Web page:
Tu B’Shevat, or the “New Year of the Trees,” comes early this year, arriving at sunset on Jan. 16. Reckoning by the Hebrew calendar however, it will be right on time as Tu B’Shevat literally means the 15th of (the Hebrew month of) Shevat. From the Tree of Knowledge of good and evil in the biblical Garden of Eden to the description of the Torah as an Etz Chaim (Tree of Life) in Proverbs, trees are one of the root metaphors (no pun intended) in Judaism. It is fitting then that there is a day set aside to honor them.
First recorded in the Mishnah around 200 CE as one of four new years, the day’s original intent was to determine a tree’s age for the purpose of tithing to the Kohanim (priestly class) and the poor. A tree is considered to be one year older on Tu B’Shevat. New buds, which began to appear at this season in Israel, belong to the coming year’s harvest, an important distinction when the Temple still stood in Jerusalem. After the destruction of the Second Temple, the agricultural origins of Tu B’Shevat faded from relevance. In an effort to revive the holiday, a group of 16th century Jewish kabbalists, or mystics from the city of Safed in Northern Israel, developed a Tu B’Shevat seder meal in honor of the Etz Chaim. The meal incorporated the seven species of Israel mentioned in Deuteronomy 8:8. Figs, dates, pomegranates, olives, grapes, wheat and barley were consumed and accompanied by four cups of progressively darkening wine, which symbolized the march of the seasons from winter (white wine) to autumn (red wine). Tu B’Shevat observance has taken on new meaning in modern times. Beginning in the 20th century with the rise of Zionism, and continuing with the founding of the modern State of Israel, the Jewish National Fund has helped to make the desert bloom by planting millions of trees throughout Israel. Tu B’Shevat has become a popular day to donate to the JNF to plant a tree in Israel, typically in the name of a loved one.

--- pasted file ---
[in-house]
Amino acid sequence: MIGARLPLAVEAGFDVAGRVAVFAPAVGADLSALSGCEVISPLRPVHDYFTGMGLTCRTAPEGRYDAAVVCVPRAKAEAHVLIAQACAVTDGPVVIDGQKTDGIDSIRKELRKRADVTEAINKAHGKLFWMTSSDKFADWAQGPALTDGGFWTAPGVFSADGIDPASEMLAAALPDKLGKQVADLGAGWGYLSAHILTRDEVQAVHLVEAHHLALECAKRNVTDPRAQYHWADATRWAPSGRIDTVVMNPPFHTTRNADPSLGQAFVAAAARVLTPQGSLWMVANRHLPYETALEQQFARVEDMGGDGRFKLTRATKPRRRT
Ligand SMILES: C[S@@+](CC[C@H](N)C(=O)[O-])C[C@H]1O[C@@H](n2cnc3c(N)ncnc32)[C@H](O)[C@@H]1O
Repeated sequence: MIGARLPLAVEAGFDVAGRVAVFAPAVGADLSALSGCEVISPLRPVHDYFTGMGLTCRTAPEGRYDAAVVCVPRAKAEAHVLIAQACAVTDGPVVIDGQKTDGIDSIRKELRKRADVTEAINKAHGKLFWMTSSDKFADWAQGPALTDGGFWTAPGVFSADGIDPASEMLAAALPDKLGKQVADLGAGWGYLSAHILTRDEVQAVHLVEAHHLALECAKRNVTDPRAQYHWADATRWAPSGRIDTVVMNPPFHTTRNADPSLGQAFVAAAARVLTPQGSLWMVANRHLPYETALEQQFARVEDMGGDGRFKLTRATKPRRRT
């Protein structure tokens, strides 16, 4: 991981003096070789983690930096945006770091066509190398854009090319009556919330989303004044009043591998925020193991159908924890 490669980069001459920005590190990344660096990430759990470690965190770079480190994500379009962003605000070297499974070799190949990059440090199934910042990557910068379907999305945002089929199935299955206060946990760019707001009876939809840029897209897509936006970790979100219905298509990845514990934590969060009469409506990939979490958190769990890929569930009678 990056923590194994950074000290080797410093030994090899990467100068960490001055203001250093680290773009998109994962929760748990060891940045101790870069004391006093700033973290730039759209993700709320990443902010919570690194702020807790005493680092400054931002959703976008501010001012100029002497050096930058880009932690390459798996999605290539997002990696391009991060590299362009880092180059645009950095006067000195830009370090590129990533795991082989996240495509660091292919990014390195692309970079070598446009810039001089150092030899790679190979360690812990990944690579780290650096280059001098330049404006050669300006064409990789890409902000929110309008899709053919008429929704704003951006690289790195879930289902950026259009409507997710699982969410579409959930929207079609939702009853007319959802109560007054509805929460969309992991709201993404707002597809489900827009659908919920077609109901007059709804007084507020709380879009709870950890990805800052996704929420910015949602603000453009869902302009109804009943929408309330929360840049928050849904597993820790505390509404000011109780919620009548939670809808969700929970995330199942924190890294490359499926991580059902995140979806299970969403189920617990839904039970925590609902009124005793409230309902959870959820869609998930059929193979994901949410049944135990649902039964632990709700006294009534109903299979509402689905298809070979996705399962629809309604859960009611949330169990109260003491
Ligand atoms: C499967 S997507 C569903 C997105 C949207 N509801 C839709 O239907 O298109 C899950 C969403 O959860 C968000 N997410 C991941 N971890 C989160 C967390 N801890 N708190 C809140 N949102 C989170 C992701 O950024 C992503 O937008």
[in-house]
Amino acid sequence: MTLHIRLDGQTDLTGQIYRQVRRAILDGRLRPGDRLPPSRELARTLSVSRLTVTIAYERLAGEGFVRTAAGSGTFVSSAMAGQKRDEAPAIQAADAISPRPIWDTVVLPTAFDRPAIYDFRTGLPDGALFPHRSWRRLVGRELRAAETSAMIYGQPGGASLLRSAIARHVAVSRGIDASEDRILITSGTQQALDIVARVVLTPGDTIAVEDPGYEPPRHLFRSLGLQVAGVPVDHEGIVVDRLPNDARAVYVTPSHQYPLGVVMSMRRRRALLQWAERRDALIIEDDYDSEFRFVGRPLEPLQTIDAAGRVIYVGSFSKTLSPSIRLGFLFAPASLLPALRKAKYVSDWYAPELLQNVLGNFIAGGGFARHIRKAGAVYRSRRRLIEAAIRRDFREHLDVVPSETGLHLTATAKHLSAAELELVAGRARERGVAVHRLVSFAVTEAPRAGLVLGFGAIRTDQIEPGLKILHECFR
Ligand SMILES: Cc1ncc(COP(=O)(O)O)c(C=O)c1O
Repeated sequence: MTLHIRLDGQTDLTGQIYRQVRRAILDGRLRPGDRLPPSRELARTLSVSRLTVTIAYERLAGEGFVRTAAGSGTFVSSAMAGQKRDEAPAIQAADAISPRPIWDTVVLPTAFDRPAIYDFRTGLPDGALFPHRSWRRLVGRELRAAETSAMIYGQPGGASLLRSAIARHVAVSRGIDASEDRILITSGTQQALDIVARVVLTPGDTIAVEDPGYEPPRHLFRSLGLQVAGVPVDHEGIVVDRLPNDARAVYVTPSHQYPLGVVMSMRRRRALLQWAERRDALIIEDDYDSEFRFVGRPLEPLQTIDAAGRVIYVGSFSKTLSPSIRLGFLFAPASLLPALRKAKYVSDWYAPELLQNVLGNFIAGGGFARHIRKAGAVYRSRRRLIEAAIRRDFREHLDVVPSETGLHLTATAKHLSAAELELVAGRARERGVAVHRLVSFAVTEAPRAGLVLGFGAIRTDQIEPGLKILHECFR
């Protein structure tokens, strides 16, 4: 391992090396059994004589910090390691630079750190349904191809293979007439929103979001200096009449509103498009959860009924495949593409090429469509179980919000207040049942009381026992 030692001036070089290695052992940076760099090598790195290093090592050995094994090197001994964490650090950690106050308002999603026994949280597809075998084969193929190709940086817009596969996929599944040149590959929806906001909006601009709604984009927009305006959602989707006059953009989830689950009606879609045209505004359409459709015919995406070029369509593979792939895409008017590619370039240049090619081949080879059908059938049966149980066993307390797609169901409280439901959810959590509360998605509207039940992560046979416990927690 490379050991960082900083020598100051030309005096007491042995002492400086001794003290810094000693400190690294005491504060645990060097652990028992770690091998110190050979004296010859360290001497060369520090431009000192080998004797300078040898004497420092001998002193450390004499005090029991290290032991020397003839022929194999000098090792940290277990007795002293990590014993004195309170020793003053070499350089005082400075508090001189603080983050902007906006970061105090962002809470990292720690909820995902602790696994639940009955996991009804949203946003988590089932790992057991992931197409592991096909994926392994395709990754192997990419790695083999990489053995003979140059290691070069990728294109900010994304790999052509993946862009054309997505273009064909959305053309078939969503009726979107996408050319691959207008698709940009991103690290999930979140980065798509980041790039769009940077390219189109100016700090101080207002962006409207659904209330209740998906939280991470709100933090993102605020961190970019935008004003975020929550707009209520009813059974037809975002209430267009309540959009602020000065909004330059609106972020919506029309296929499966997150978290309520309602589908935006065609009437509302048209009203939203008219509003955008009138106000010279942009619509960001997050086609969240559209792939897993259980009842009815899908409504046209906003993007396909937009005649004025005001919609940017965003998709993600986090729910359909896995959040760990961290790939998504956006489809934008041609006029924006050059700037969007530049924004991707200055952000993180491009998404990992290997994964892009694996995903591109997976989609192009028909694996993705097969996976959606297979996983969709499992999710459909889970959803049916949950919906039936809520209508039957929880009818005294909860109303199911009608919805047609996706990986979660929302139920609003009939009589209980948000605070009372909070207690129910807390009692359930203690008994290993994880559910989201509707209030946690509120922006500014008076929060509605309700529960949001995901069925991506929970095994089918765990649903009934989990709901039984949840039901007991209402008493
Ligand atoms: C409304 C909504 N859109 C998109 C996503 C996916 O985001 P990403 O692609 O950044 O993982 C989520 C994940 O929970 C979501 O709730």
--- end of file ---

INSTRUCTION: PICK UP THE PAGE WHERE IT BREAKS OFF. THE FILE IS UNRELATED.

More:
Since the first Earth Day in 1970, Tu B’Shevat has become a sort of Jewish Arbor Day with people celebrating by becoming more eco-conscious. With its bounty of fruit orchards and vast tracts of forest, not to mention its Earth-friendly ethos, Oregon is the perfect place to celebrate “The Birthday of the Trees.” Tu B’Shevat is also a day that really speaks to children. What better day to teach kids about the importance of trees than on their birthday? A good place to start is one of Portland’s two excellent arboretums. The Columbia Children’s Arboretum features a meandering meadow surrounded by tall trees, wetlands and a variety of wildlife, including ducks, geese, turtles, beavers and northern river otters. The Hoyt Arboretum is home to nearly 10,000 trees comprising more than 1,400 species, and an extensive network of trails. This urban forest is one of Oregon’s crown jewels. Or visit Portland’s Forest Park. With more than 5,000 acres of trees, including old growth forest, it is home to nearly 200 species of birds and mammals!
Tu B’Shevat is also an opportunity to teach kids to reduce, reuse and recycle. Go green and start composting if you don’t already. Volunteer with your children to work in a community garden or plant a tree in your backyard. Encourage your kids use their tzedakah money to make a donation to the Jewish National Fund. Why not host a Tu B’Shevat seder? It can be as elaborate or as simple as you see fit. Hazon.org and pjlibrary.org both offer rich and deeply meaningful haggadot, available for free download. Kveller.com has a delicious Tu B’Shevat recipe for fig and goat cheese sandwiches stuffed with dates and pomegranate syrup!
Our kids love to make art for every holiday. Ask young children to draw pictures of what Tu B’Shevat means to them, and you’ll be amazed by the results! Crafting Jewish by Rivky Koenig features nine classic Tu B’Shevat crafts that are fun and easy for kids and parents alike. Be sure to check with local synagogues and Jewish groups for Tu B’Shevat events. Wrap up the day with some appropriate bedtime tales. The Giving Tree by Shel Silverstein and The Lorax by Doctor Suess are both classics, and simply and elegantly convey the value of trees. A Tree is Nice by Janice May Udry and Happy Birthday, Tree! by Madelyn Rosenberg are just two books that can be found on the PJ Library’s Tu B’Shevat reading list.
Over the course of Jewish history, Tu B’Shevat, or the “New Year of the Trees” has been many things to many people. While Tu B’Shevat observance has evolved over the generations, the day remains one of renewal and revival. It is written in the Torah that “A man is like a tree in the field.” Like the seeds we plant and nurture on Tu B’Shevat, our children will become what we help them to become. Teach them well and Chag Sameach!